It’s always easier to grasp a problem—and sometimes find a solution—when it hits close to home.
My aunt, an elementary-school principal, always keeps her students’ well-being top of mind. That’s why when she creates the yearly school calendar, complete with photos, she sends every parent a permission slip allowing them to “opt out” if they prefer any shot of their child participating in a class or school event not be used. But things do fall through the cracks.
When the 2007-2008 school calendar came out, a couple of parents complained their children appeared in the calendar, even though they opted out. While she was sure it was a mistake, there was no way to research it—all paper-based permission slips were thrown out once the calendar was printed in spring 2007.
“It’s time to change the system,” she said. “When something doesn’t work, it has to be changed.”
If my aunt’s experience illustrates anything, it is that data-exposure incidents—whether involving photos or electronic information—occur daily. That’s when it hit me: It is time for retailers to take their own actions to change the system.
I’m calling this change the move to “Data Loss Prevention”—an overall, comprehensive data loss-prevention strategy. And it is long overdue.
Cyber-thieves continue to pirate consumers’ personal data and they are claiming their booty through retailers’ systems, including e-commerce sites, point-of-sale devices, gas pumps and ATMs. And inside jobs stem from crooks using fake credentials to gain network access.
Sure, retailers are making efforts. Most encrypt data and work to comply with PCI DSS (Payment Card Industry Data Security Standard), a standard established by the four major credit-card companies to protect cardholders against the misuse of their personal information.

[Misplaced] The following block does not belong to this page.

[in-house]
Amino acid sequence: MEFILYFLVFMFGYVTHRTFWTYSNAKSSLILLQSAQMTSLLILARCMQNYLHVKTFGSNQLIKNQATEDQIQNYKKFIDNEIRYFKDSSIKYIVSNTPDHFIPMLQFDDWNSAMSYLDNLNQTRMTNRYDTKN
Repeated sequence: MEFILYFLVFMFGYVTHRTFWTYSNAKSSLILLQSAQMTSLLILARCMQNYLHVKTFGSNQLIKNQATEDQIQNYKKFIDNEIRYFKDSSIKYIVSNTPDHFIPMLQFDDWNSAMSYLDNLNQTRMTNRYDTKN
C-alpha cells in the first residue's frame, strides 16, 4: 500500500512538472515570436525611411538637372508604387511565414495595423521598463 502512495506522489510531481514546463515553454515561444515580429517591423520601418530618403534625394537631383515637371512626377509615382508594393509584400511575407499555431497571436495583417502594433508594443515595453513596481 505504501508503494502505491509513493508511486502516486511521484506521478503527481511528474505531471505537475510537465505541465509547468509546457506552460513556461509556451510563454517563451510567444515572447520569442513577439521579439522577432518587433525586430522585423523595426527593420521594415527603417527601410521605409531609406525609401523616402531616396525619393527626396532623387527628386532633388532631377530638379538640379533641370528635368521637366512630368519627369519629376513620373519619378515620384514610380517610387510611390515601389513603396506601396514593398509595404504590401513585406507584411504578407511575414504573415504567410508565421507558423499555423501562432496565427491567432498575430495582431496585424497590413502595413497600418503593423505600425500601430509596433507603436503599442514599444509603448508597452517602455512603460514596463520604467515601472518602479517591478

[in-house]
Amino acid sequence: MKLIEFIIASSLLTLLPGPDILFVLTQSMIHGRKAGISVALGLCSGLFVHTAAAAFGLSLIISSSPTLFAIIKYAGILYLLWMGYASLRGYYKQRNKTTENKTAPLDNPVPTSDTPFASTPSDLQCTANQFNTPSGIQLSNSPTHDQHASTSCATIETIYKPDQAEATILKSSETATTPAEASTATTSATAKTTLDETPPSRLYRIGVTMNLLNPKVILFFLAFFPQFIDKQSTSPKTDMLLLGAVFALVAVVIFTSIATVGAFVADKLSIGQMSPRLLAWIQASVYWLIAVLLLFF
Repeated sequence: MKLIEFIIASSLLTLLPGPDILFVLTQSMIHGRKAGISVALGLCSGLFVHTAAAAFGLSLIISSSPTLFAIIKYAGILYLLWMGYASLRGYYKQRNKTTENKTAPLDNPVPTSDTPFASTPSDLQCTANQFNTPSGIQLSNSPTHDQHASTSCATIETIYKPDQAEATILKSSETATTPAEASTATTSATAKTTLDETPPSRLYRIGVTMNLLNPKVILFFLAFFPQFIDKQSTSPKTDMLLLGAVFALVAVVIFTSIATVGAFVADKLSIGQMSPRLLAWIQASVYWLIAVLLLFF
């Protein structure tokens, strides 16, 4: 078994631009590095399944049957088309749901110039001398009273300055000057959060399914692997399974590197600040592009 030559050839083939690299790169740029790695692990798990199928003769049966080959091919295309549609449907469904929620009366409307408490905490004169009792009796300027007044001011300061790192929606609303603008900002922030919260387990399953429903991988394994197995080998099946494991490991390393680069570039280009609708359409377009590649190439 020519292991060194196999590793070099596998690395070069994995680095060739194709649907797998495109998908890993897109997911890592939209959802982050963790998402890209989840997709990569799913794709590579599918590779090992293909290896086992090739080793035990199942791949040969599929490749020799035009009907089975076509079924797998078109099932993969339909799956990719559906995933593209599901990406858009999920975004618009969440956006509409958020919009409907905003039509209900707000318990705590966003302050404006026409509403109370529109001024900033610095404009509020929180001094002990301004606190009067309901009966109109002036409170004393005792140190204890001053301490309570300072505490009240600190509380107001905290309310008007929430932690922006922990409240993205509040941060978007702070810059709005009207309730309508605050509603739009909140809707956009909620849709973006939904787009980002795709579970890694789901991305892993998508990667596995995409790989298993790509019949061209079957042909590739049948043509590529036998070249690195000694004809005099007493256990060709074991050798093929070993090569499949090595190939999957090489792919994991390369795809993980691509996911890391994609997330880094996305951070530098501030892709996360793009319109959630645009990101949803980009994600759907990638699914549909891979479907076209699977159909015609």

While these are important steps, “They are not the answer,” Paul Proctor, research VP, Gartner, Stamford, Conn., said during the annual FMI and Marketechnics Convention held in Las Vegas in May. “And truth be told, PCI was never intended to be a security measure.”
That said, it is time to take ownership when creating security. And the industry must work together to make it happen.
First, we need to change how business solutions are developed, built and purchased. This puts any company creating technology in the hot seat.
Retailers and company shareholders must ensure that vendors talk the talk and walk the walk. The same goes for retailers that still create systems in-house.
Once those solutions are validated and installed, the next step is to ensure that the correct safeguards, encryption and controls will monitor data flow and employee access to information.
Finally, the only way to uphold any successful loss-prevention program is to educate employees. Make them aware of their role in protecting data, keeping it secure, and the consequences for laziness. Chances are if employees understand what is at risk, they will be more mindful about mitigating it.
No one ever said securing an enterprise would be easy. However, it is clearly time “to change the system.” The sooner retailers establish a plan, monitor controls and educate employees, Data Loss Prevention will become second nature.